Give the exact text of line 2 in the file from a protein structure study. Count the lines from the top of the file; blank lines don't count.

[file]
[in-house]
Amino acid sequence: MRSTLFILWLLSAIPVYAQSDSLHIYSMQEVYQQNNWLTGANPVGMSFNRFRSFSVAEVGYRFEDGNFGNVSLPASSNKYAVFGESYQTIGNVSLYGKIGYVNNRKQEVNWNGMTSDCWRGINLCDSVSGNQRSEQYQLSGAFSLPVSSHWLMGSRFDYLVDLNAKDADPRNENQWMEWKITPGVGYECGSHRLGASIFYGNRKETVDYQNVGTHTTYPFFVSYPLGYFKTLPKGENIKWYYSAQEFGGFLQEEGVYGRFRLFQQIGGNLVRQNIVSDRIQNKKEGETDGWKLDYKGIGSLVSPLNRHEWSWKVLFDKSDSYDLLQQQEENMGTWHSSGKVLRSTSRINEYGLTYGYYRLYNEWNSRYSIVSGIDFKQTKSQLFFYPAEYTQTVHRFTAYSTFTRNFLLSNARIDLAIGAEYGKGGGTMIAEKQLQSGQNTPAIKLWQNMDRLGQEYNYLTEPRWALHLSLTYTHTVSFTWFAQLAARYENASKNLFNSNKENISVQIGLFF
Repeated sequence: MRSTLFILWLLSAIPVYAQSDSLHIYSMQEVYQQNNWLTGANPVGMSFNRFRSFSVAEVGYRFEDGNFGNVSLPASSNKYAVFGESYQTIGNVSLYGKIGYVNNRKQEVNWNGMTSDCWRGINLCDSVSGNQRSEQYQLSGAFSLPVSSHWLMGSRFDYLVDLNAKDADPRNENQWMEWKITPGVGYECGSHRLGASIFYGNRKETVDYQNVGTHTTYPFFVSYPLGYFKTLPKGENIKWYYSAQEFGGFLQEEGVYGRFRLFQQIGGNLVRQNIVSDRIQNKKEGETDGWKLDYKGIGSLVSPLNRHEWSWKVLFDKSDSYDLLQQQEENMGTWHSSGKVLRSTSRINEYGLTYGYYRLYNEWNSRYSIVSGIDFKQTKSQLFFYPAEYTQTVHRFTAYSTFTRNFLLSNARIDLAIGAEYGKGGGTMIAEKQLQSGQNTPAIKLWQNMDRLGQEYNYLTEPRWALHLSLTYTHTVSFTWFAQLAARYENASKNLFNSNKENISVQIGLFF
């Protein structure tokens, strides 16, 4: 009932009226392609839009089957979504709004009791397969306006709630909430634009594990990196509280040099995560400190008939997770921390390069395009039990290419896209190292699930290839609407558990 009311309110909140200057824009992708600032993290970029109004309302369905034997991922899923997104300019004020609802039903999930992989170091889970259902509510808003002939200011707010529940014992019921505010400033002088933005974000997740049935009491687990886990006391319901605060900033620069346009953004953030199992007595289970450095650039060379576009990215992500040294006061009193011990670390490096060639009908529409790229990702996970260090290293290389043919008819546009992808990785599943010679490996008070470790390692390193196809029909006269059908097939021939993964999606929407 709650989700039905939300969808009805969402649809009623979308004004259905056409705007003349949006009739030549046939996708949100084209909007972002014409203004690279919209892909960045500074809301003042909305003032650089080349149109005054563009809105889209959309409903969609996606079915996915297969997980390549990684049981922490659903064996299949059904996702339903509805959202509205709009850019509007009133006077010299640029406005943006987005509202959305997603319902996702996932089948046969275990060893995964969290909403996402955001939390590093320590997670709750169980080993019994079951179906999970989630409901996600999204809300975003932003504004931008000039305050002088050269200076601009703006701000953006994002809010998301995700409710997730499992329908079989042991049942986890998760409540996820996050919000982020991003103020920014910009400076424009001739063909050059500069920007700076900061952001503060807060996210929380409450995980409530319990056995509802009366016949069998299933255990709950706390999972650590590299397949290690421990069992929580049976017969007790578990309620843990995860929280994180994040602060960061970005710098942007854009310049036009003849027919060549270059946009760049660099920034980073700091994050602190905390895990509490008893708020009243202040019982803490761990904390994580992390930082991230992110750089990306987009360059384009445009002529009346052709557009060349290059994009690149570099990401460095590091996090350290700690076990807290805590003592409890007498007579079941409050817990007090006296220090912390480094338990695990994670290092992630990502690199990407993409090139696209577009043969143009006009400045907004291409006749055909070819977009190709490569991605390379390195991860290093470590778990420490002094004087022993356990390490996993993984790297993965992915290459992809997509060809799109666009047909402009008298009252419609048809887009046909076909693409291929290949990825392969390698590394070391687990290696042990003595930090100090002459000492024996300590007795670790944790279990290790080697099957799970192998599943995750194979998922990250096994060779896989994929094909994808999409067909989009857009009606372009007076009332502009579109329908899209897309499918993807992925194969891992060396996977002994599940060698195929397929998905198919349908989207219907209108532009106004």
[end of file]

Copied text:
Amino acid sequence: MRSTLFILWLLSAIPVYAQSDSLHIYSMQEVYQQNNWLTGANPVGMSFNRFRSFSVAEVGYRFEDGNFGNVSLPASSNKYAVFGESYQTIGNVSLYGKIGYVNNRKQEVNWNGMTSDCWRGINLCDSVSGNQRSEQYQLSGAFSLPVSSHWLMGSRFDYLVDLNAKDADPRNENQWMEWKITPGVGYECGSHRLGASIFYGNRKETVDYQNVGTHTTYPFFVSYPLGYFKTLPKGENIKWYYSAQEFGGFLQEEGVYGRFRLFQQIGGNLVRQNIVSDRIQNKKEGETDGWKLDYKGIGSLVSPLNRHEWSWKVLFDKSDSYDLLQQQEENMGTWHSSGKVLRSTSRINEYGLTYGYYRLYNEWNSRYSIVSGIDFKQTKSQLFFYPAEYTQTVHRFTAYSTFTRNFLLSNARIDLAIGAEYGKGGGTMIAEKQLQSGQNTPAIKLWQNMDRLGQEYNYLTEPRWALHLSLTYTHTVSFTWFAQLAARYENASKNLFNSNKENISVQIGLFF